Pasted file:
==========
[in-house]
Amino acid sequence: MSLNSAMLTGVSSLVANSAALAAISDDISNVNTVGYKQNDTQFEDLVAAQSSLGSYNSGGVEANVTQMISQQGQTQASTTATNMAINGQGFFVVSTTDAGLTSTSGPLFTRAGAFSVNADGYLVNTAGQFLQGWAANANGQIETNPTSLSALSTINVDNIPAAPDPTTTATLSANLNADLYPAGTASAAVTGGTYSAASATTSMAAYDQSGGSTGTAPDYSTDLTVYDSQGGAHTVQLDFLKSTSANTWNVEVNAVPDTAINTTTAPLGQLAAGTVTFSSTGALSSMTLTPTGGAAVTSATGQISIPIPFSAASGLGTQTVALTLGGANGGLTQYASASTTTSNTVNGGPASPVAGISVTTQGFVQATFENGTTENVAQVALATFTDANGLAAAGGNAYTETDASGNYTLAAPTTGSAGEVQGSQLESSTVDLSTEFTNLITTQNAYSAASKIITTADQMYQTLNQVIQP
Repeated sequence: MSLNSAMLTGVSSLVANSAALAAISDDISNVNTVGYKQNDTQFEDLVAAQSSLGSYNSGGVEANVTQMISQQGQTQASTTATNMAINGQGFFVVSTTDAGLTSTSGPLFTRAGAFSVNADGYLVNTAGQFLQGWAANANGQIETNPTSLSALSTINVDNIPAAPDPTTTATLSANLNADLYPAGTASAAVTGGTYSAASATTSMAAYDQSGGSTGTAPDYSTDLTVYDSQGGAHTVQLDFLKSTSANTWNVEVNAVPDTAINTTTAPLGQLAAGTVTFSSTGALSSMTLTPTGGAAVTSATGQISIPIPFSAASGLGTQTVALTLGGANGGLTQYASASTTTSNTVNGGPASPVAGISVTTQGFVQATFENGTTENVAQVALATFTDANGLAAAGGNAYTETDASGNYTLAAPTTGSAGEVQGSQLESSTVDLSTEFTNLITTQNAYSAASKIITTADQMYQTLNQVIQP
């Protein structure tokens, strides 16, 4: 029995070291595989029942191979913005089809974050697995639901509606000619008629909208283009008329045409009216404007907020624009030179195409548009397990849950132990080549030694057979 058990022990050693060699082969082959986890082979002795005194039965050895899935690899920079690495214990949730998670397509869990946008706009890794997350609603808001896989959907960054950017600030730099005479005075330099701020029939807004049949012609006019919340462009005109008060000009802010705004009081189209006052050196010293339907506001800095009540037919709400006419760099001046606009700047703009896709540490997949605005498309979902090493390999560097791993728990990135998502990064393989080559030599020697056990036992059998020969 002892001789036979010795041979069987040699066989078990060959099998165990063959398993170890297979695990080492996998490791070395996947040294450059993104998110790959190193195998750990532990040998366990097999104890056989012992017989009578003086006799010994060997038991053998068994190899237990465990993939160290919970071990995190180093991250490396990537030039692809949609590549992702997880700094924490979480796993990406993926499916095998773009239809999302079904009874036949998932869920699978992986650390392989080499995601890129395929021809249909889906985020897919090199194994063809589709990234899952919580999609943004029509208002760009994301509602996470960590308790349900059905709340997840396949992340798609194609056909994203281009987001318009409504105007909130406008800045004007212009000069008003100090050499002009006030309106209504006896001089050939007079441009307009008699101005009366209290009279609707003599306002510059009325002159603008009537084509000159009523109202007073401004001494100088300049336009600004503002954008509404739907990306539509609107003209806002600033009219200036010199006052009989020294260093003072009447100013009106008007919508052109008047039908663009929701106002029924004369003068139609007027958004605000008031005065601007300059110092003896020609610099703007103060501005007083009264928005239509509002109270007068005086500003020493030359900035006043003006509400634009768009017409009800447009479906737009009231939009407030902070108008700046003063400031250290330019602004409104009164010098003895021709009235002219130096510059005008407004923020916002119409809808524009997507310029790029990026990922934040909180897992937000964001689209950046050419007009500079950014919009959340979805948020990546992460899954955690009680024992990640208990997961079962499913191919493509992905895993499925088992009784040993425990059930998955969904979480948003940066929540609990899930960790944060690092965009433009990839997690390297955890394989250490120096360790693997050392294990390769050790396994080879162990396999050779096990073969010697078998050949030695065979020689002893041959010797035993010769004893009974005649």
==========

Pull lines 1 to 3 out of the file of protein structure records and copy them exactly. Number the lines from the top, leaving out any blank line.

[in-house]
Amino acid sequence: MSLNSAMLTGVSSLVANSAALAAISDDISNVNTVGYKQNDTQFEDLVAAQSSLGSYNSGGVEANVTQMISQQGQTQASTTATNMAINGQGFFVVSTTDAGLTSTSGPLFTRAGAFSVNADGYLVNTAGQFLQGWAANANGQIETNPTSLSALSTINVDNIPAAPDPTTTATLSANLNADLYPAGTASAAVTGGTYSAASATTSMAAYDQSGGSTGTAPDYSTDLTVYDSQGGAHTVQLDFLKSTSANTWNVEVNAVPDTAINTTTAPLGQLAAGTVTFSSTGALSSMTLTPTGGAAVTSATGQISIPIPFSAASGLGTQTVALTLGGANGGLTQYASASTTTSNTVNGGPASPVAGISVTTQGFVQATFENGTTENVAQVALATFTDANGLAAAGGNAYTETDASGNYTLAAPTTGSAGEVQGSQLESSTVDLSTEFTNLITTQNAYSAASKIITTADQMYQTLNQVIQP
Repeated sequence: MSLNSAMLTGVSSLVANSAALAAISDDISNVNTVGYKQNDTQFEDLVAAQSSLGSYNSGGVEANVTQMISQQGQTQASTTATNMAINGQGFFVVSTTDAGLTSTSGPLFTRAGAFSVNADGYLVNTAGQFLQGWAANANGQIETNPTSLSALSTINVDNIPAAPDPTTTATLSANLNADLYPAGTASAAVTGGTYSAASATTSMAAYDQSGGSTGTAPDYSTDLTVYDSQGGAHTVQLDFLKSTSANTWNVEVNAVPDTAINTTTAPLGQLAAGTVTFSSTGALSSMTLTPTGGAAVTSATGQISIPIPFSAASGLGTQTVALTLGGANGGLTQYASASTTTSNTVNGGPASPVAGISVTTQGFVQATFENGTTENVAQVALATFTDANGLAAAGGNAYTETDASGNYTLAAPTTGSAGEVQGSQLESSTVDLSTEFTNLITTQNAYSAASKIITTADQMYQTLNQVIQP